A.I. Killed the Real Estate Star

All that’s left for you to do is move right in!

Geraldine sat back from her keyboard, grinning as she laced her fingers behind her head.

“You still go it,” she congratulated herself on another job well done, her smoker’s rasp yielding to a brief coughing fit. She fished the last cigarette out of the pack of Virginia Slims on the desk next to the old Toshiba laptop with an arthritic claw. Everything took longer these days, but that only added to the eventual satisfaction.

Lighting up, she proofed her ad copy for the fourth time through the cancerous haze. She chuckled at her favorite bits, like the proud parent of puns and witticisms that she was.

More upgrades than a Kardashian! More remodeling than a Jenner!

Don’t take these counter tops for granite!

Even the pronoun police agree that Mrs. Clean lives here!

Despite having written hundreds of property descriptions over the years, the one thing Geraldine prided herself on above all else was that no two were exactly the same. She agonized over every noun. Scrutinized every verb. Relished every adjective. While there may be only so many ways to describe a swimming pool, or a great room, by God she would find a new combination of words every time. Even if it just meant tweaking timeless cliches ever so slightly.

This was what she brought to the table. This was why her clients hired her. It was right there on her business card, after all:

“Geraldine Jurgenson – The House Poet

The cursor was still flashing on the screen, insistent. It drew her grey eye to the call to action just beneath her text:

Improve with AI

Geraldine scoffed, as she always had since artificial intelligence entered her profession in recent months. Not for the first time, she wondered what illiterate boob of an agent would outsource her very words to R2D2. The world had become a very strange place since Reagan left office.

And yet … she couldn’t deny the morbid curiosity that flooded her doubting mind.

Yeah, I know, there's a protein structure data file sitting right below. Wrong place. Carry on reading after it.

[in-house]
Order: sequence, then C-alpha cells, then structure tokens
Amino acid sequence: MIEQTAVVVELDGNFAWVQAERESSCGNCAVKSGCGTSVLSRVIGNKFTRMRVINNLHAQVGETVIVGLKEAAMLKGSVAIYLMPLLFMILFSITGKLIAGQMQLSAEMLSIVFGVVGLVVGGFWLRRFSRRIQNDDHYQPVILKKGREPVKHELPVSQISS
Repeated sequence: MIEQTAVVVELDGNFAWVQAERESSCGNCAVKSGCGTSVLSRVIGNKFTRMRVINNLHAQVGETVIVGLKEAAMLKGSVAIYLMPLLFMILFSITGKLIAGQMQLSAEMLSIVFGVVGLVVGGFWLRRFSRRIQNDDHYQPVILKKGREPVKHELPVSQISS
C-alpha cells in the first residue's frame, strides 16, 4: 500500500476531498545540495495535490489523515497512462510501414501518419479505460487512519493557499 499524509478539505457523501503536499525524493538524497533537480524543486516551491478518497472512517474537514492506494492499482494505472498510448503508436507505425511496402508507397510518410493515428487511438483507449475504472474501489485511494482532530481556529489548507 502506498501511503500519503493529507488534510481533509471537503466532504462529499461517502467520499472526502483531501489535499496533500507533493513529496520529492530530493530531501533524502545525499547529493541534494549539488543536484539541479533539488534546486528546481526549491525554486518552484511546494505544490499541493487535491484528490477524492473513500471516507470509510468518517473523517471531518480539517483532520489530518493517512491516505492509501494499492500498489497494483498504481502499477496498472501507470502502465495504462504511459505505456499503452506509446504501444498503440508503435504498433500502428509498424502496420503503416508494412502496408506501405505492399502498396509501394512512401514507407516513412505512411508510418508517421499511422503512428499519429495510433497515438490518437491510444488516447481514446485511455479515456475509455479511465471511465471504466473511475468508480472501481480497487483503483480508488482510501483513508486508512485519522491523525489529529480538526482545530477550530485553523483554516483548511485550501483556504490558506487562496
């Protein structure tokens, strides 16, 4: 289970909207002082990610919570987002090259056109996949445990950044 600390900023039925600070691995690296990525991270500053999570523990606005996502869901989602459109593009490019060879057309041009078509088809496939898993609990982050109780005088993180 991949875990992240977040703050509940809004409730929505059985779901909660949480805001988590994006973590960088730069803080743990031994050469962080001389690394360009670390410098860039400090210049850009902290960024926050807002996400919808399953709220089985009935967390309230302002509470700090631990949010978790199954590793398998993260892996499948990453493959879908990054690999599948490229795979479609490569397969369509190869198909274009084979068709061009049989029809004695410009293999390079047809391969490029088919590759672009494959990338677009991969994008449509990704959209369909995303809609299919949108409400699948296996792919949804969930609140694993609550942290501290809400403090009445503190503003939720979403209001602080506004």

What does a machine know about selling a house?

What computer code can tug at a home buyer’s emotions like my prose?

She saved what she had written, took a long swig of Diet Pepsi through a turtle-killing bendy plastic straw, and pressed the button allowing for artificial “enhancement” of her property description. This would be good for a laugh.

“Okay, Data, show me what you got,” she smirked, pleased with her reference.

No sooner had she finished her sentence did the lengthy paragraphs on the screen rearrange themselves into shorter blurbs. Despite herself, she had to admit that the new layout was more approachable and easier on the eye than her wall of text.

Parlor trick, she told herself. Of course a computer would structure everything just right. She did use spellcheck and grammarcheck, after all. She shouldn’t be surprised that maximum efficiency was a check in the robot’s column. A useful syntax tool, nothing more.

Fair play, Mr.Roboto, but now let’s see how you do with the actual art of writing.

She comforted herself with the certainty that the glorified Roomba’s words would have all the flow of her late husband’s prostate.

Her smile faded as she read through the opening lines, however. It disappeared entirely when she moved on to the second paragraph. By the time she read through the conclusion, she was physically shaking and near tears.